Sweden recognises Palestinian state
Sweden`s centre-left government will officially recognise the state of Palestine on Thursday, becoming the first major European country to do so, Foreign Minister Margot Wallstrom said.
Stockholm:Sweden on Thursday officially recognised the state of Palestine, becoming the first major European country to do so, in a move hailed as "historic" by Palestinians but denounced by Israel.
"Today the government takes the decision to recognise the state of Palestine," Swedish Foreign Minister Margot Wallstroem wrote in the mass-circulation Dagens Nyheter daily, less than a month after the country`s new prime minister announced the government`s plans to make the controversial move.
"It is an important step that confirms the Palestinians` right to self-determination," she said. "We hope that this will show the way for others."
Wallstroem told reporters at a briefing Thursday that "we are not picking sides. We`re choosing the side of the peace process."
Palestinians are seeking to achieve statehood in the Israeli-occupied West Bank and Gaza with east Jerusalem as the capital. With little progress on reaching a settlement, they have been lobbying foreign powers for international recognition.
Sweden`s move comes as Israeli-Palestinian tensions soar in Jerusalem following months of almost daily clashes in the city`s occupied eastern sector.
Palestinian president Mahmud Abbas immediately hailed Stockholm`s decision as "brave and historic" and called for others to follow suit.
"All countries of the world that are still hesitant to recognise our right to an independent Palestinian state based on 1967 borders, with east Jerusalem as its capital, (should) follow Sweden`s lead," his spokesman quoted him as saying.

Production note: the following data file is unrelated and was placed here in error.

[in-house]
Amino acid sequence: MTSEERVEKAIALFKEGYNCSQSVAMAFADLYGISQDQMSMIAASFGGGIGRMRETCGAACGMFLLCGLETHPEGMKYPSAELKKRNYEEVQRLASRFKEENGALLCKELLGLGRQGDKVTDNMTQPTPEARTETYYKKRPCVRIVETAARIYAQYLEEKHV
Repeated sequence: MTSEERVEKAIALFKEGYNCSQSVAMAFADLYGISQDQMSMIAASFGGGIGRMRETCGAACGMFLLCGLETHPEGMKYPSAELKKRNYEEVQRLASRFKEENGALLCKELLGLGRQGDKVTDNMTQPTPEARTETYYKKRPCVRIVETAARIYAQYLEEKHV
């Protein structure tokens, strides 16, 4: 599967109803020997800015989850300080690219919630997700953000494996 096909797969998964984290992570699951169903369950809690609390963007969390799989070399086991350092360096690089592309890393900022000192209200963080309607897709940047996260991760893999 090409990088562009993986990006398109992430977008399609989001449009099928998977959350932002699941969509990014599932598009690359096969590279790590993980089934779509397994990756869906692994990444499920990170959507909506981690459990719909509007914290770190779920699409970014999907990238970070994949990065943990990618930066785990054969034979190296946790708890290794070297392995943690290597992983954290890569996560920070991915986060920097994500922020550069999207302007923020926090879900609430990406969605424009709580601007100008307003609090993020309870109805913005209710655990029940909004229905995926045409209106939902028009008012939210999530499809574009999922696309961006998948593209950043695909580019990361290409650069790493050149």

But Israeli Foreign Minister Avigdor Lieberman denounced the move, saying "relations in the Middle East are a lot more complex than the self-assembly furniture of IKEA".
"The decision of the Swedish government to recognise a Palestinian state is a deplorable decision which only strengthens extremist elements and Palestinian rejectionism," he said in a statement.
"It is a shame that the Swedish government chose to take this declarative step which causes a lot of harm and offers no advantage."Sweden`s new Prime Minister Stefan Loefven, a Social Democrat, announced in his inaugural address to parliament in early October that his country would become the first EU member in western Europe to recognise a Palestinian state.
While the Palestinians cheered the move, Israel summoned Sweden`s ambassador to protest and express disappointment.
The United States cautioned Sweden against recognition, calling it "premature" and saying the Palestinian state could only come through a negotiated solution between Israelis and Palestinians.
Israel has long insisted that the Palestinians can only receive their promised state through direct negotiations and not through other diplomatic channels.
The UN General Assembly overwhelmingly approved the recognition of Palestine as a non-member observer state in 2012.
Sweden`s announcement brings to 135 the number of countries that recognise the state of Palestine.
However the United States, the European Union and most of its member states do not.
In a symbolic vote indicative of growing impatience with peace talks which have effectively been stalled for a year, Britain`s parliament earlier this month also passed a non-binding resolution to give diplomatic recognition to a Palestinian state.
Wallstroem, in Thursday`s opinion piece, said that there were some "who will maintain that today`s decision comes too early."
"I`m afraid it comes too late," she wrote. "The government will now have to work with the other EU countries as well as the United States and other regional and international actors for the support of new negotiations."
In Thursday`s announcement, Sweden`s foreign minister said that "the government considers that international law criteria for recognition of a Palestinian state have been fulfilled."
Observers said it was too early to tell if the Swedish step would prompt other countries to make similar moves.
"It`s really hard to say how many countries will actually take the plunge and follow Sweden," said Michael Schulz, an expert on the Middle East and conflict issues at the University of Gothenburg.
"For the EU to recognise Palestine, that would require all member states to agree, so it`s unlikely," he said, estimating that Stockholm`s decision "shouldn`t change much" over the short term.
"We must see how Israel will react, if they will continue their policy of settlement or if they will instead be more cautious."